Moraga is Broke – So What?
Town’s Troubles Don’t Affect Its Appeal to Homebuyers
In an ironic twist, the wealthy suburb of Moraga declared a fiscal emergency — despite being a major player in the East Bay real estate boom. So, what does that mean for homebuyers and sellers?
Not much so far.
The town of 17,000 residents declared the emergency in late June. The budget mess is being blamed largely on the $5 million bill for repairing the crumbling Canyon Road bridge and a giant sinkhole on Rheem Boulevard, both caused by heavy winter storms.
Officials also are blaming California’s Prop. 13, the state law that has limited property taxes and Moraga’s revenue for decades. Moraga’s pricey properties — a typical house costs $1.2 million — just don’t translate into big town revenues. Bad news for the town, good for homeowners who benefit greatly from low property taxes.
Town officials are grappling with financial solutions, but say they don’t want to hurt residents or undermine the Moraga lifestyle.
“We’re not willing to hurt the public first,” Town Manager Bob Priebe told local media in July. “We’re not going to lay off half of our employees and have the quality of life of all of our citizens really be impacted.”
Moraga Still a Great Investment
As town officials work through the next budget steps, Moraga remains a great investment for East Bay real estate buyers. All the wonderful things that make this quiet region — named one of America’s Friendliest Towns by Forbes – such a beloved ‘burb are still here, including:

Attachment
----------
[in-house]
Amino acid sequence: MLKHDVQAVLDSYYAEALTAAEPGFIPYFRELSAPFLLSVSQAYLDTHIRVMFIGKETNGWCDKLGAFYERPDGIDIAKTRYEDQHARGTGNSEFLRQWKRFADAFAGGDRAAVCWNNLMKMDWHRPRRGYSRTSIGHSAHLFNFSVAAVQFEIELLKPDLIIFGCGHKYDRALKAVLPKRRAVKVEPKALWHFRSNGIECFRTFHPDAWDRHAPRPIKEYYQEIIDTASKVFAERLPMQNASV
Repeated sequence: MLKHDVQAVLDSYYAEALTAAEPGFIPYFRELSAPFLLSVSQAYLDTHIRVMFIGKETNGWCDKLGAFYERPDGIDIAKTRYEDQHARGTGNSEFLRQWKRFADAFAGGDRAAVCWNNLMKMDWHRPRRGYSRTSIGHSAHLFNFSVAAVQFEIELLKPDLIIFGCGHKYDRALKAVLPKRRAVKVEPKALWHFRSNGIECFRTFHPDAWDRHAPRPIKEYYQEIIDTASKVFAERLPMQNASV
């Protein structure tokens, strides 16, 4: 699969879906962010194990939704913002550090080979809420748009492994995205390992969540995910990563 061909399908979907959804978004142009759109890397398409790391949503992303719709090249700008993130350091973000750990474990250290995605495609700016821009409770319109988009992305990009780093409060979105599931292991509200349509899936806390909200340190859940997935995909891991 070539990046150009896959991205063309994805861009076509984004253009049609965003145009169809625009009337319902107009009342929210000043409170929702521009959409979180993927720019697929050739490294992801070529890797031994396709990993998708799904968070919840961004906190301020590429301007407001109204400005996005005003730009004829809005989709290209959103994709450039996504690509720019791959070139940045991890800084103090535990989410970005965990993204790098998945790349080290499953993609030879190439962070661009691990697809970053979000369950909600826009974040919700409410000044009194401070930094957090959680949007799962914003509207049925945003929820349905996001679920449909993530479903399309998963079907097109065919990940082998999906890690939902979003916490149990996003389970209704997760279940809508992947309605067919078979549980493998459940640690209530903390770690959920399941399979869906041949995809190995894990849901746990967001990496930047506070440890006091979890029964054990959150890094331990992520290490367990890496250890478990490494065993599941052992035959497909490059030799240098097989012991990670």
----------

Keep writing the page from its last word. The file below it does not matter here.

- Free summer concerts on Thursday nights at Moraga Commons Park. The park also has play structures, a skate park, water play, trailhead, frisbee golf course and bocce ball.
- Moraga Pear Harvest on the first weekend in August at the orchard next to Joaquin Moraga Middle School.
- A+ Schools Campolindo High was ranked the 26th best high school in California by U.S. News & World Report. Moraga’s elementary schools received API scores above 900. And Moraga is home to St. Mary’s College, named one of the Top 10 Regional Universities in the West by U.S. News & World Report.
- Moraga Farmer’s Market features more than 40 local farmers and gourmet food stalls every Sunday at the Moraga Center.
- Redwood Trail Hike from golden rolling hills dotted with oaks to the shade of redwood trees and two undisturbed streams.
- Captain Vineyards is the first and only green winery in Contra Costa County. Sustainable, dry-farmed and open for tastings by appointment.
What Else You Should Know About Moraga’s Budget
Here’s what else you need to know about Moraga’s financial situation:
The town is not bankrupt, but it does receive much lower property tax compared to other communities in the area. The rate was set at 5.27 percent by Moraga’s founders when their town was a young minimalist government. The rate was frozen when Prop. 13 passed nearly four decades ago, according to the town website. By comparision, Orinda gets 7.4 percent, Lafayette 6.3 percent, Concord 10.4 percent, Pittsburg 15.8 percent and El Cerrito 18.8 percent.
By declaring a fiscal emergency, Moraga officials can hold a special election to place a revenue-raising measure on the ballot instead of waiting for the next regularly scheduled election. According to media reports, officials are considering asking voters to approve a flat fee on property or a utility tax. The town plans to poll residents by phone before moving to the ballot.
Officials also are pursuing federal emergency funds to help pay for the bridge and sinkhole.
In the meantime, Moraga’s town council has an $8.5 million balanced budget and cut costs by reducing maintenance, travel, janitorial and contract services, the East Bay Times reported. And the general fund has about $1.6 million in reserves – not ideal if another infrastructure emergency hits – but better than nothing.
Have questions about Moraga and Lamorinda real estate? Call Abio Properties at 888-400-ABIO (2246) or email us at email@example.com. We keep up with East Bay real estate news and are ready to help with lots of experience and advice!